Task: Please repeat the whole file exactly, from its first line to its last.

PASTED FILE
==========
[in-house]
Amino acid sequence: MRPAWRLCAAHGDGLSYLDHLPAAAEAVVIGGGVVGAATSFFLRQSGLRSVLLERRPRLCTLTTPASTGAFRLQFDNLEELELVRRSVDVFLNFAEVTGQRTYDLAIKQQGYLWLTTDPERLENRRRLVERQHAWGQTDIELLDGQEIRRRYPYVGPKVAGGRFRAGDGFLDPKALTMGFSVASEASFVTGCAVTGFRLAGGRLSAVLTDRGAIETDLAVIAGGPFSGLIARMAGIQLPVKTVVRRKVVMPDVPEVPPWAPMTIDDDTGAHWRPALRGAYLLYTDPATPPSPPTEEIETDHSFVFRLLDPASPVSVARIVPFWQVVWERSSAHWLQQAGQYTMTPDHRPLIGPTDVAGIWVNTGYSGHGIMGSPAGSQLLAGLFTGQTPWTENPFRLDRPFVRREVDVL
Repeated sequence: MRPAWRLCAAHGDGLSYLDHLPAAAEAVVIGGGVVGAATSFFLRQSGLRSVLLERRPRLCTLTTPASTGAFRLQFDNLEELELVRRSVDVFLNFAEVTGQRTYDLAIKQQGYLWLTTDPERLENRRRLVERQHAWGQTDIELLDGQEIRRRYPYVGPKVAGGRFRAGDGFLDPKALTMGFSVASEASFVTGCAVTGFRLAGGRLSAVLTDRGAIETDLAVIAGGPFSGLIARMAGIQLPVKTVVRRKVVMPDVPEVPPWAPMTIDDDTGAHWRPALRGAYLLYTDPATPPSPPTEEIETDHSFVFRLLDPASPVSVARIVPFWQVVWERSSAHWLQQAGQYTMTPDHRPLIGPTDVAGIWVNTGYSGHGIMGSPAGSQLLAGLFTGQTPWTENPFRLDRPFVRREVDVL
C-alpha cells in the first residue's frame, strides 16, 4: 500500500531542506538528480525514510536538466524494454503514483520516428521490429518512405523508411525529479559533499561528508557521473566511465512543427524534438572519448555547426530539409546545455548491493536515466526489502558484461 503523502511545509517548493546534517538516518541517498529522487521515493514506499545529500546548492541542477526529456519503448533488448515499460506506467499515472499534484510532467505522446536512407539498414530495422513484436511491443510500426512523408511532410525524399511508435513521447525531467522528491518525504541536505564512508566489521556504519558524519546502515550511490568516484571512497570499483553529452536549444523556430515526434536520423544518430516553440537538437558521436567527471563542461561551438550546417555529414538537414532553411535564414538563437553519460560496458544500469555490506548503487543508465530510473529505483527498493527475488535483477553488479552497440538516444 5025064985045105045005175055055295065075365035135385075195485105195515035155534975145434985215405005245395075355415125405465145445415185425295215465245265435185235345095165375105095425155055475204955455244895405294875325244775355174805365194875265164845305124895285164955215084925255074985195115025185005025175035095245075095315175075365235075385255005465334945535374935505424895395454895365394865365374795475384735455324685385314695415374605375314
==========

[in-house]
Amino acid sequence: MRPAWRLCAAHGDGLSYLDHLPAAAEAVVIGGGVVGAATSFFLRQSGLRSVLLERRPRLCTLTTPASTGAFRLQFDNLEELELVRRSVDVFLNFAEVTGQRTYDLAIKQQGYLWLTTDPERLENRRRLVERQHAWGQTDIELLDGQEIRRRYPYVGPKVAGGRFRAGDGFLDPKALTMGFSVASEASFVTGCAVTGFRLAGGRLSAVLTDRGAIETDLAVIAGGPFSGLIARMAGIQLPVKTVVRRKVVMPDVPEVPPWAPMTIDDDTGAHWRPALRGAYLLYTDPATPPSPPTEEIETDHSFVFRLLDPASPVSVARIVPFWQVVWERSSAHWLQQAGQYTMTPDHRPLIGPTDVAGIWVNTGYSGHGIMGSPAGSQLLAGLFTGQTPWTENPFRLDRPFVRREVDVL
Repeated sequence: MRPAWRLCAAHGDGLSYLDHLPAAAEAVVIGGGVVGAATSFFLRQSGLRSVLLERRPRLCTLTTPASTGAFRLQFDNLEELELVRRSVDVFLNFAEVTGQRTYDLAIKQQGYLWLTTDPERLENRRRLVERQHAWGQTDIELLDGQEIRRRYPYVGPKVAGGRFRAGDGFLDPKALTMGFSVASEASFVTGCAVTGFRLAGGRLSAVLTDRGAIETDLAVIAGGPFSGLIARMAGIQLPVKTVVRRKVVMPDVPEVPPWAPMTIDDDTGAHWRPALRGAYLLYTDPATPPSPPTEEIETDHSFVFRLLDPASPVSVARIVPFWQVVWERSSAHWLQQAGQYTMTPDHRPLIGPTDVAGIWVNTGYSGHGIMGSPAGSQLLAGLFTGQTPWTENPFRLDRPFVRREVDVL
C-alpha cells in the first residue's frame, strides 16, 4: 500500500531542506538528480525514510536538466524494454503514483520516428521490429518512405523508411525529479559533499561528508557521473566511465512543427524534438572519448555547426530539409546545455548491493536515466526489502558484461 503523502511545509517548493546534517538516518541517498529522487521515493514506499545529500546548492541542477526529456519503448533488448515499460506506467499515472499534484510532467505522446536512407539498414530495422513484436511491443510500426512523408511532410525524399511508435513521447525531467522528491518525504541536505564512508566489521556504519558524519546502515550511490568516484571512497570499483553529452536549444523556430515526434536520423544518430516553440537538437558521436567527471563542461561551438550546417555529414538537414532553411535564414538563437553519460560496458544500469555490506548503487543508465530510473529505483527498493527475488535483477553488479552497440538516444 5025064985045105045005175055055295065075365035135385075195485105195515035155534975145434985215405005245395075355415125405465145445415185425295215465245265435185235345095165375105095425155055475204955455244895405294875325244775355174805365194875265164845305124895285164955215084925255074985195115025185005025175035095245075095315175075365235075385255005465334945535374935505424895395454895365394865365374795475384735455324685385314695415374605375314